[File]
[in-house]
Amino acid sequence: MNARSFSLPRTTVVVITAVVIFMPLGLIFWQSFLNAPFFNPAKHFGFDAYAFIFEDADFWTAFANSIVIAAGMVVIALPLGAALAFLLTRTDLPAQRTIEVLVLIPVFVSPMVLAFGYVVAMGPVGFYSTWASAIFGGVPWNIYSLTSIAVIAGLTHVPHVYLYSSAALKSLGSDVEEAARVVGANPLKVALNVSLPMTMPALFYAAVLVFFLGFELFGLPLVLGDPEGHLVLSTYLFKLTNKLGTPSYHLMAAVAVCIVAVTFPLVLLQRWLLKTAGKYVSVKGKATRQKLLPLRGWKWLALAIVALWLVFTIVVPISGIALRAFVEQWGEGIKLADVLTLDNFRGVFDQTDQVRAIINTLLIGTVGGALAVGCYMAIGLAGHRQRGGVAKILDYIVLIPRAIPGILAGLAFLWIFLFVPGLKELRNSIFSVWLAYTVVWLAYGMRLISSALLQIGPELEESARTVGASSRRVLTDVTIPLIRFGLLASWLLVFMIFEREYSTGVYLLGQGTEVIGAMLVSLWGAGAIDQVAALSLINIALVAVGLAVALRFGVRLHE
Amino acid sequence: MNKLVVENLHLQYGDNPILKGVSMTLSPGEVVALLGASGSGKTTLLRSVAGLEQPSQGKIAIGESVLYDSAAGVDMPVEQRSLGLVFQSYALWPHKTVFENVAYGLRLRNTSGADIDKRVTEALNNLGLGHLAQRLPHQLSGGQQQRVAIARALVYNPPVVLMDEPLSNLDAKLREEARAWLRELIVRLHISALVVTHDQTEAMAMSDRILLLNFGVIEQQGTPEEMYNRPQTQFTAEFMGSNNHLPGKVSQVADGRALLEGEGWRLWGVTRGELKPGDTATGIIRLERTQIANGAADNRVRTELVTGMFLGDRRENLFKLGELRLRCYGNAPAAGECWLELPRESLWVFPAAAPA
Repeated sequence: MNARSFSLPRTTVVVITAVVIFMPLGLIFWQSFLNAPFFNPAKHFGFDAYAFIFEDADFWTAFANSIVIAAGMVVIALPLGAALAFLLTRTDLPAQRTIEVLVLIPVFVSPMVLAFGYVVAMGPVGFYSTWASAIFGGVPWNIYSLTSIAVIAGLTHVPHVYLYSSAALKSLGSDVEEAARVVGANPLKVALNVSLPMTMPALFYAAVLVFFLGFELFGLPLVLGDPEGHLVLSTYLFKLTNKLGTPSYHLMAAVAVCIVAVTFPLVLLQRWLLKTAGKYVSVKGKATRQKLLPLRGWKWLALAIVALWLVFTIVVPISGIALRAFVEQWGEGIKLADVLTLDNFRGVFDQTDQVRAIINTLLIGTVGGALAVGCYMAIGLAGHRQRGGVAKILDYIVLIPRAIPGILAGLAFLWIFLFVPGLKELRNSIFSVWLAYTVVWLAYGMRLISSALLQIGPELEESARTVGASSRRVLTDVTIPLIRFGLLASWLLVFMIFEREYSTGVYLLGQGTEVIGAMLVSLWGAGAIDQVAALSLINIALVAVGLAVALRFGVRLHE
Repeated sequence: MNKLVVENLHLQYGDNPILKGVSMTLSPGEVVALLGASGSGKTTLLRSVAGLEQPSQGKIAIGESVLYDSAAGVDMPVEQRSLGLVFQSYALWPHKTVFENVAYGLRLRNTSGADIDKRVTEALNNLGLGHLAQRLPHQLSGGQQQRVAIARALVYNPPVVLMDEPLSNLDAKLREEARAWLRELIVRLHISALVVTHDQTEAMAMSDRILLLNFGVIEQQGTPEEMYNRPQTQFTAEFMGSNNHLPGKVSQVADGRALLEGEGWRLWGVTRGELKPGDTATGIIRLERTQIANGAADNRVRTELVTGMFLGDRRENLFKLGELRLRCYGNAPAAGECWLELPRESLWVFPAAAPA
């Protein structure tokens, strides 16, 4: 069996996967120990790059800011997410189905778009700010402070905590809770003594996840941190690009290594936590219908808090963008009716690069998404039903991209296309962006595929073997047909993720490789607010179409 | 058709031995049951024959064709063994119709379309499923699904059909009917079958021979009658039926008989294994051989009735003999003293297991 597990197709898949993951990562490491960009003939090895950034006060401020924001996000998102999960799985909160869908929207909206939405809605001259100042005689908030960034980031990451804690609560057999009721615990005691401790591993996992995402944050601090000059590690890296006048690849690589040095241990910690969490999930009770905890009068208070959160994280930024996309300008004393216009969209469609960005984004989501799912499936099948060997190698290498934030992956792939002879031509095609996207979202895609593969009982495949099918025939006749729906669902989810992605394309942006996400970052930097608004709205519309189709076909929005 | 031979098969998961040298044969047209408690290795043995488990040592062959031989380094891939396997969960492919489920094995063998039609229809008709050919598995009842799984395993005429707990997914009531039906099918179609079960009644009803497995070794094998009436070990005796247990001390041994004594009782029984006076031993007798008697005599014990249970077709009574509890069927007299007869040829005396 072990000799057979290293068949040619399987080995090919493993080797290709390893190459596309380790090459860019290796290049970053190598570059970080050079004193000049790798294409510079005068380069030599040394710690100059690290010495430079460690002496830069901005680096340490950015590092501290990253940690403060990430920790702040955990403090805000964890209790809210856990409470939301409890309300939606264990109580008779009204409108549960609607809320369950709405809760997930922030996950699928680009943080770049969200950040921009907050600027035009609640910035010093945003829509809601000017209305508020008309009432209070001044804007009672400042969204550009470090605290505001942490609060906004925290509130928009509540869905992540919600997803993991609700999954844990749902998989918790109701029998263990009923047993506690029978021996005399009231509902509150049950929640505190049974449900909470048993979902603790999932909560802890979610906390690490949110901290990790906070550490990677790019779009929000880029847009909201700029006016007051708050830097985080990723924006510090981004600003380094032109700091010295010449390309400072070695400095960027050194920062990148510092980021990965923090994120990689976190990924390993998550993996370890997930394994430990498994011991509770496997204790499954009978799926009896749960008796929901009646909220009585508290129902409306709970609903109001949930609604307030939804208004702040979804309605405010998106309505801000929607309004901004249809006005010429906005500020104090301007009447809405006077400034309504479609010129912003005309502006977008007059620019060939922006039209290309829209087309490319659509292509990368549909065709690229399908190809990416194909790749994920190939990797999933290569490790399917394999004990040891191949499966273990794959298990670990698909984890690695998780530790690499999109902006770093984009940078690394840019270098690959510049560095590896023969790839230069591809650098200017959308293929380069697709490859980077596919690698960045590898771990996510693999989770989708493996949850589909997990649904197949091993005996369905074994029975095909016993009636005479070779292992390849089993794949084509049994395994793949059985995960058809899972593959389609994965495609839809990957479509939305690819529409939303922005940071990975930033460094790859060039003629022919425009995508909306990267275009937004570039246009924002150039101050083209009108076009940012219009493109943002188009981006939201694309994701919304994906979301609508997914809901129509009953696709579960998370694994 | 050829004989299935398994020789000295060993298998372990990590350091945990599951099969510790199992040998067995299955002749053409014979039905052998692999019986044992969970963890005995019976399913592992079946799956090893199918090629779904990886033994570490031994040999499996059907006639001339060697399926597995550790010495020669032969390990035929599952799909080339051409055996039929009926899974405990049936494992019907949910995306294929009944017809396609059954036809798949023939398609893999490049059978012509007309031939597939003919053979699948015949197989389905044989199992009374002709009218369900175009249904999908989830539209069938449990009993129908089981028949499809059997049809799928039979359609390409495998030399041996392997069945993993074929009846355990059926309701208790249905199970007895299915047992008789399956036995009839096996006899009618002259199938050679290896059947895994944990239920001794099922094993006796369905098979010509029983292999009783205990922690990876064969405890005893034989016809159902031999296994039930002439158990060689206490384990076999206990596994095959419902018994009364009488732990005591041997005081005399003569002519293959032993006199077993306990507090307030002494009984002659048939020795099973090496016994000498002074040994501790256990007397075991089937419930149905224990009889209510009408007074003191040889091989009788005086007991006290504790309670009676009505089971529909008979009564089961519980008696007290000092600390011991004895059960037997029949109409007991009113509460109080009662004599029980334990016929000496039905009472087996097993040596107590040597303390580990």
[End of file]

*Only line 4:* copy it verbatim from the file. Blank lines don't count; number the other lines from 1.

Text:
Repeated sequence: MNARSFSLPRTTVVVITAVVIFMPLGLIFWQSFLNAPFFNPAKHFGFDAYAFIFEDADFWTAFANSIVIAAGMVVIALPLGAALAFLLTRTDLPAQRTIEVLVLIPVFVSPMVLAFGYVVAMGPVGFYSTWASAIFGGVPWNIYSLTSIAVIAGLTHVPHVYLYSSAALKSLGSDVEEAARVVGANPLKVALNVSLPMTMPALFYAAVLVFFLGFELFGLPLVLGDPEGHLVLSTYLFKLTNKLGTPSYHLMAAVAVCIVAVTFPLVLLQRWLLKTAGKYVSVKGKATRQKLLPLRGWKWLALAIVALWLVFTIVVPISGIALRAFVEQWGEGIKLADVLTLDNFRGVFDQTDQVRAIINTLLIGTVGGALAVGCYMAIGLAGHRQRGGVAKILDYIVLIPRAIPGILAGLAFLWIFLFVPGLKELRNSIFSVWLAYTVVWLAYGMRLISSALLQIGPELEESARTVGASSRRVLTDVTIPLIRFGLLASWLLVFMIFEREYSTGVYLLGQGTEVIGAMLVSLWGAGAIDQVAALSLINIALVAVGLAVALRFGVRLHE